Among other things, the report notes a 20% reduction in greenhouse gas emissions since 2019, when it started measuring its carbon footprint. In that year it produced 862 tonnes of CO2 (equivalent), which fell to 688 in 2022.
This is the first time that the LuxSE has made these numbers public. “The carbon footprint assessment gives us the opportunity to evaluate our emissions and draw up actions to further reduce it,” says the report.
In the four-year span, the greatest volume of reduction came in the area of air conditioning use, purchased heating and purchased electricity (-69%). Car fleet energy consumption and building energy consumption, taken together, were reduced by 42%. The final category measured--which groups together staff commutes, business travel, furniture, paper, IT equipment, purchases, and building and car fleet immobilisation--saw a reduction of 11%.
The report also notes that the number of full-time employees (equivalent) went up from 120.4 to 137.7 (+14.3%) over this time period. Taking this into account, the total greenhouse gas emissions per FTE went from 7.2 to 5.0 (-30.2%).
Not included in the calculation are the activities of suppliers, nor lending, funding and investment activities.
“Although these reductions are significant, a large part is linked to the impact of the global pandemic on our business and activities,” writes the organisation, citing new norms regarding remote work and interaction with clients, as well as business travel.
(Generally speaking, business travel still hasn’t returned to pre-pandemic levels: Statec reports that Luxembourg residents collectively took 512,000 business trips in 2019 versus just 323,000 in 2022.)
“We are working to ensure that our carbon emissions do not go back to pre-pandemic levels,” adds the LuxSE in the report.
The report also contains data on the men/women split within the organisation. The total headcount of 138 breaks down to 86 men and 52 women. There are 13 male managers to 6 female; three men and one woman on the executive committee; and 13 men on the board of directors versus two women.
“While there is still a long way to go to narrow the gender gap,” says the report, “over the last few years, LuxSE has pushed for greater gender representation, including in key decision-making positions.”
The report mentions a related action plan in the works, to be eventually validated by the equality ministry before implementation. The plan seeks to analyse and improve gender equality at the LuxSE, focusing on three areas: recruitment, decision-making and professional/private balance.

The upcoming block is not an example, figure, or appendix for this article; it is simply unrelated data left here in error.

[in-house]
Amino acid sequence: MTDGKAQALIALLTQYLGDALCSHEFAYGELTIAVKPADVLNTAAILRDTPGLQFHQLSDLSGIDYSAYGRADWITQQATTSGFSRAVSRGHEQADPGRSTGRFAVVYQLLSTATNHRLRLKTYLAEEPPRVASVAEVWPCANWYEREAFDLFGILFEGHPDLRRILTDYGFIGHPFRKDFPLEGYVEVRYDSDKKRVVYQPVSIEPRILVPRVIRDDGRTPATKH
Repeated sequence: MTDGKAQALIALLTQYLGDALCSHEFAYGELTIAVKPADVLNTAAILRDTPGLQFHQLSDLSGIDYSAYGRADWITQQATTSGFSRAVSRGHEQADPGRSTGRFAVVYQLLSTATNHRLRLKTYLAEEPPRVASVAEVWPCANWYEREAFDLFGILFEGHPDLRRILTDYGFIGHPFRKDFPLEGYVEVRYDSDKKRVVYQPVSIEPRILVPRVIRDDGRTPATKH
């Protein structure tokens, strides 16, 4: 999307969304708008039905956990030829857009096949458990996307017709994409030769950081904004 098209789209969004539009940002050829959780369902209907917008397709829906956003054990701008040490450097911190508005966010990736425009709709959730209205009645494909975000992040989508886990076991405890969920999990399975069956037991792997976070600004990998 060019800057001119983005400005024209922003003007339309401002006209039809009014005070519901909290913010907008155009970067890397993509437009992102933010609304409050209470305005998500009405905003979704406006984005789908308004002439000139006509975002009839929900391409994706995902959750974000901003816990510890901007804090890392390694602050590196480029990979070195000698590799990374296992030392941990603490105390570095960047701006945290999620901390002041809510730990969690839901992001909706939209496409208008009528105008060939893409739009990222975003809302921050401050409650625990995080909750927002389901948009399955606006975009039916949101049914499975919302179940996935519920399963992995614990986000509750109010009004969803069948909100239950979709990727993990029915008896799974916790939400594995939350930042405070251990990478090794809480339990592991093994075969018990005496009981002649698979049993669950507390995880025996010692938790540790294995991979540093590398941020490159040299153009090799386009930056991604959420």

The Luxembourg Green Exchange (LGX) Academy, launched in 2020, hit a new record in 2022, says the report: 171 hours of knowledge shared and 316 participants trained.
Says the report: “The objective of the LGX Academy is to broaden the overall market understanding of the foundations of sustainable finance, promote inclusive investment products and help direct future capital flows towards sustainable investment projects.”
Some 61% of LuxSE employees took part in LGX Academy courses in 2022, a number that the organisation hopes to increase to 100% by the end of 2023.
Among other external collaborations, including the delivery of courses with the House of Training the University of Luxembourg, the LuxSE in July announced a partnership with the India-based Global Institute for Circular Economy and Sustainable Development Goals.
Speaking about LuxSE’s priorities for 2023, CEO Julie Becker says in the report: “In 2023, we will continue to build on the momentum of last year’s positive actions. We have defined ambitious objectives, but we will continue to innovate and invest to progress towards our three sustainability objectives--climate transition, education, and gender equality. As we look into the future, we stand ready to further support the markets in which we operate to move to a more inclusive and sustainable future, where net zero will become the new normal.
Download the full CSR report via the LuxSE CSR webpage.